The error was displayed by ZF, and after adding a primary key to the relationship DbTable ZF went on its merry way. In the end FirePhp was enabled and happily continued about it’s business.
I just recently had a client whose data import requirements changed mid-project. We started off with an INTEGER field for this particular value because it made the most sense. Once I got the real data from the client I found out that that there are duplicate pages (representing multiple items on a page) and some items span more than one page. My first reaction was “Great, now I have to refactor the entire table structure to handle these items.” It turns out that the cleanest solution was to change the INTEGER field to a VARCHAR field. This would allow for items to be marked as 1a, 1b or 1c indicating that the items were on the same page, and wouldn’t disrupt the client’s data (they are creating a simple CSV from other software). Perfect, that works as expected and we now have multi-items per page! Then I went to the listing page. Everything was sorted, by the unnatural sort algorithm.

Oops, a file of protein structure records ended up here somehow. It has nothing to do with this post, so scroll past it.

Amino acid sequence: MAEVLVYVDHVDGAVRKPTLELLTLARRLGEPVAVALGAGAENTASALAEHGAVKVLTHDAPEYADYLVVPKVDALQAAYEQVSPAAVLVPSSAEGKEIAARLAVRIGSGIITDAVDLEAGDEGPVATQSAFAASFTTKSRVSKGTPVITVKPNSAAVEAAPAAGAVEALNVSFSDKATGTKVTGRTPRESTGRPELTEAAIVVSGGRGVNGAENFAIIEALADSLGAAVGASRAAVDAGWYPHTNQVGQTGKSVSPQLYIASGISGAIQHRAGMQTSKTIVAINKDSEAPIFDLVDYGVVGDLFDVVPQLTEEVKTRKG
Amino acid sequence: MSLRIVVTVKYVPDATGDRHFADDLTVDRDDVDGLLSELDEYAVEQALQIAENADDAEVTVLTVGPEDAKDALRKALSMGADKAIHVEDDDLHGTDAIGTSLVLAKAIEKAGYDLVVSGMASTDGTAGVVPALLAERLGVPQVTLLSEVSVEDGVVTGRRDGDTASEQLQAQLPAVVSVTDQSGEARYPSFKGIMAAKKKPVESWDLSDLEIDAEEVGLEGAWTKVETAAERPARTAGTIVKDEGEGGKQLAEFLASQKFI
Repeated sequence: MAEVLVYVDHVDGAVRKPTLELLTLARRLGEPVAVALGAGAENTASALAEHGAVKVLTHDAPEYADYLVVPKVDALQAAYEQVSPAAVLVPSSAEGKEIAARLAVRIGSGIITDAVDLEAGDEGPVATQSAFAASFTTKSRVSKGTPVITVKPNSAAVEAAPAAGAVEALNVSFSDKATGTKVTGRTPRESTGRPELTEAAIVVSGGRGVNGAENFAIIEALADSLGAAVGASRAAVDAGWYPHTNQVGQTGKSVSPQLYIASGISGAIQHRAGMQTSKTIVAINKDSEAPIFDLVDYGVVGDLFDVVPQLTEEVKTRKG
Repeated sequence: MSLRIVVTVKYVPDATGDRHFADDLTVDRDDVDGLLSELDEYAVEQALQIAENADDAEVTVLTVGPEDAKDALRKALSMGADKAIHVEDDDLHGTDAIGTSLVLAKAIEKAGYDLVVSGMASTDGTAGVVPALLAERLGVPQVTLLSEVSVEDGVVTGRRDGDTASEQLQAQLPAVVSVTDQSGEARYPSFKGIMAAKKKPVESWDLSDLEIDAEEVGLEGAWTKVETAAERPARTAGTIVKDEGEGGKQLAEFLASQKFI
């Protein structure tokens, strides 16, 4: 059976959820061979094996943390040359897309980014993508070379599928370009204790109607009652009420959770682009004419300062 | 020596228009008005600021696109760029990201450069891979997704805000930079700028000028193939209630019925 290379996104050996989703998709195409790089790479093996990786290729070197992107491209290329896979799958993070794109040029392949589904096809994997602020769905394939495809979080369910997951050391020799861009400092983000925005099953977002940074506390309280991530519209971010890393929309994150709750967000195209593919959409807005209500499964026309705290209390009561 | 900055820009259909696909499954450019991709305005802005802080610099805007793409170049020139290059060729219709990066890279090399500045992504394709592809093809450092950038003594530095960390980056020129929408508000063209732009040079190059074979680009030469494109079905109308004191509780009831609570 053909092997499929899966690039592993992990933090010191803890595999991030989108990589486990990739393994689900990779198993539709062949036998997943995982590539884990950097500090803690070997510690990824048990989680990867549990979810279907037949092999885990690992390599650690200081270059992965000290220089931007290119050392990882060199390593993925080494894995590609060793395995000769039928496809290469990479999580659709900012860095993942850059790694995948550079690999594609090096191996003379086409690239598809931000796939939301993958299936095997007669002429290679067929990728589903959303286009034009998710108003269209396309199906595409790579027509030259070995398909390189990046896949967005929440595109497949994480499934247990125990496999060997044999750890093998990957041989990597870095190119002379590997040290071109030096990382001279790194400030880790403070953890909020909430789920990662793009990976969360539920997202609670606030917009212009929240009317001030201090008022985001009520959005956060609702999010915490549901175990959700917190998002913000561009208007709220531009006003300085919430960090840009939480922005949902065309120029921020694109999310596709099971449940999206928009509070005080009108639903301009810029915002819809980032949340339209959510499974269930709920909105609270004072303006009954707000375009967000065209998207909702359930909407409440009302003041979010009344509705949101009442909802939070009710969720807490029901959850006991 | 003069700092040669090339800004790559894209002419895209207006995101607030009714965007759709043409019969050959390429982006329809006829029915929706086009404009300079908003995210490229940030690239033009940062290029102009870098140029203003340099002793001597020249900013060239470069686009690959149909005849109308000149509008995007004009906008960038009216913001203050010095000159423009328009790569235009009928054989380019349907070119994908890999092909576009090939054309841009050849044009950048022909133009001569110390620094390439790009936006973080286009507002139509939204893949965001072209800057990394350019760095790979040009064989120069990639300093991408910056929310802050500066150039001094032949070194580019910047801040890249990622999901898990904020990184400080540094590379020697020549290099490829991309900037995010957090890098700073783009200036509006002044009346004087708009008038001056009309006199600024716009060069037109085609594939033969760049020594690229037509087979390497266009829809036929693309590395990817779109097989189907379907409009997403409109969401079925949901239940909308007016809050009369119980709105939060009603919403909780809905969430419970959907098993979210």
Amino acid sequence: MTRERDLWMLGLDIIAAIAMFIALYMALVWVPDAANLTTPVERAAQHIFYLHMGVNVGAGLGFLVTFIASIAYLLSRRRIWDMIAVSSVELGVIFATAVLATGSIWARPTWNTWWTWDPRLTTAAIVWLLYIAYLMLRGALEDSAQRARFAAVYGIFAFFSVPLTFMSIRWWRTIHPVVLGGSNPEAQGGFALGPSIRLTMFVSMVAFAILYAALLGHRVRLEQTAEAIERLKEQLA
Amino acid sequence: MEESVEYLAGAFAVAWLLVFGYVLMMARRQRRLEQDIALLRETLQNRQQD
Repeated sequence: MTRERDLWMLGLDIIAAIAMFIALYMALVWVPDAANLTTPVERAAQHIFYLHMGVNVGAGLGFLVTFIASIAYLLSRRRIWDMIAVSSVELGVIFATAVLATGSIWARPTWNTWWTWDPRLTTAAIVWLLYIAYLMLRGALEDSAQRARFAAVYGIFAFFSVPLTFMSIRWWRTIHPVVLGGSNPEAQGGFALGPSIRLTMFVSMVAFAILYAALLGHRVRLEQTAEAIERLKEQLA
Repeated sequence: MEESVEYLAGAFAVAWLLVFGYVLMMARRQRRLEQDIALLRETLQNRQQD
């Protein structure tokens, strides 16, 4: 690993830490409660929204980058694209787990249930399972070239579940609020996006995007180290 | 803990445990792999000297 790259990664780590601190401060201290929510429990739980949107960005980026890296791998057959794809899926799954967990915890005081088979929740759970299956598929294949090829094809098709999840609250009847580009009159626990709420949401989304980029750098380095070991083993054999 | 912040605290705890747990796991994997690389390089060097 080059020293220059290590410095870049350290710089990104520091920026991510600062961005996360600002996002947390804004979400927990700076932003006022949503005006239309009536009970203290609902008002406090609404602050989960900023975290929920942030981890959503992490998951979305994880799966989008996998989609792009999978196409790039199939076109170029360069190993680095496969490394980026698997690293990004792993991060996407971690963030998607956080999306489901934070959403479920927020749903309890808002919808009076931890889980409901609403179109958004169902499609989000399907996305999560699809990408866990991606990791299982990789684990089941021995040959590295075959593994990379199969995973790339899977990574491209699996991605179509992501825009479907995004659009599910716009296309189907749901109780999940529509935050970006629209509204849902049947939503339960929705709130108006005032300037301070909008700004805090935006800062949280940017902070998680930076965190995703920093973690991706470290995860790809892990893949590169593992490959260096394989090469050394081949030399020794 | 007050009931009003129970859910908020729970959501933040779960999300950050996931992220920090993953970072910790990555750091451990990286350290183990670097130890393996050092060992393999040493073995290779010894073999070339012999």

The solution was to use
CAST(page AS unsigned) ASC, page ASC
in the ORDER BY. This accomplished a “natural sort” algorithm and works really well.
At work we are up to date with PHPUnit at 3.6, yet officially ZF1 will only support PHPUnit 3.4. Looking through the code there is some support for PHPUnit 3.5, but I actually make use of the additional assertions that PHPUnit 3.6 provides. Initially I had intended on just extending the Zend_Test PHPUnit classes but I quickly ran into the problem where the ZF classes didn’t implement methods in the interfaces when they were brought into the PHP interpreter. I then thought about copying over the Zend_Test classes and renaming them, this would have created a maintenance issue since we don’t want to maintain our own fork of the Zend_Test classes.